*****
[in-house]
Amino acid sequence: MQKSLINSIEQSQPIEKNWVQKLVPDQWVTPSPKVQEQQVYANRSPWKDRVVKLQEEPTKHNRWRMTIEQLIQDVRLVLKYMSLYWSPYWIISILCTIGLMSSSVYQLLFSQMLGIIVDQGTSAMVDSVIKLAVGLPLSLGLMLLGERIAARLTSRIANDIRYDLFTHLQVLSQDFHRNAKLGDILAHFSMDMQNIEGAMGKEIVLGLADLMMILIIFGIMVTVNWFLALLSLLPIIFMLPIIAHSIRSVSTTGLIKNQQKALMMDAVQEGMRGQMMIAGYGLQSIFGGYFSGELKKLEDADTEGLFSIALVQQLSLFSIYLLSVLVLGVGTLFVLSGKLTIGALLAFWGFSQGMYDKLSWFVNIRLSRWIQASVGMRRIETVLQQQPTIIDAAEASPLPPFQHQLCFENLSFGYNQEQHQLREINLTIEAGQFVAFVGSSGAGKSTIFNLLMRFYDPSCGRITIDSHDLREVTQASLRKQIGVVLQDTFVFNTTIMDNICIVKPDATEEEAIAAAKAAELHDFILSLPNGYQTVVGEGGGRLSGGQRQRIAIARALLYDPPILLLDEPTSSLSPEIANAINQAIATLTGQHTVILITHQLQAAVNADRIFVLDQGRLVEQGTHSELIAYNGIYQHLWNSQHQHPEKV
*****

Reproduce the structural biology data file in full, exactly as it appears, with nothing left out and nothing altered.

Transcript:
[in-house]
Amino acid sequence: MQKSLINSIEQSQPIEKNWVQKLVPDQWVTPSPKVQEQQVYANRSPWKDRVVKLQEEPTKHNRWRMTIEQLIQDVRLVLKYMSLYWSPYWIISILCTIGLMSSSVYQLLFSQMLGIIVDQGTSAMVDSVIKLAVGLPLSLGLMLLGERIAARLTSRIANDIRYDLFTHLQVLSQDFHRNAKLGDILAHFSMDMQNIEGAMGKEIVLGLADLMMILIIFGIMVTVNWFLALLSLLPIIFMLPIIAHSIRSVSTTGLIKNQQKALMMDAVQEGMRGQMMIAGYGLQSIFGGYFSGELKKLEDADTEGLFSIALVQQLSLFSIYLLSVLVLGVGTLFVLSGKLTIGALLAFWGFSQGMYDKLSWFVNIRLSRWIQASVGMRRIETVLQQQPTIIDAAEASPLPPFQHQLCFENLSFGYNQEQHQLREINLTIEAGQFVAFVGSSGAGKSTIFNLLMRFYDPSCGRITIDSHDLREVTQASLRKQIGVVLQDTFVFNTTIMDNICIVKPDATEEEAIAAAKAAELHDFILSLPNGYQTVVGEGGGRLSGGQRQRIAIARALLYDPPILLLDEPTSSLSPEIANAINQAIATLTGQHTVILITHQLQAAVNADRIFVLDQGRLVEQGTHSELIAYNGIYQHLWNSQHQHPEKV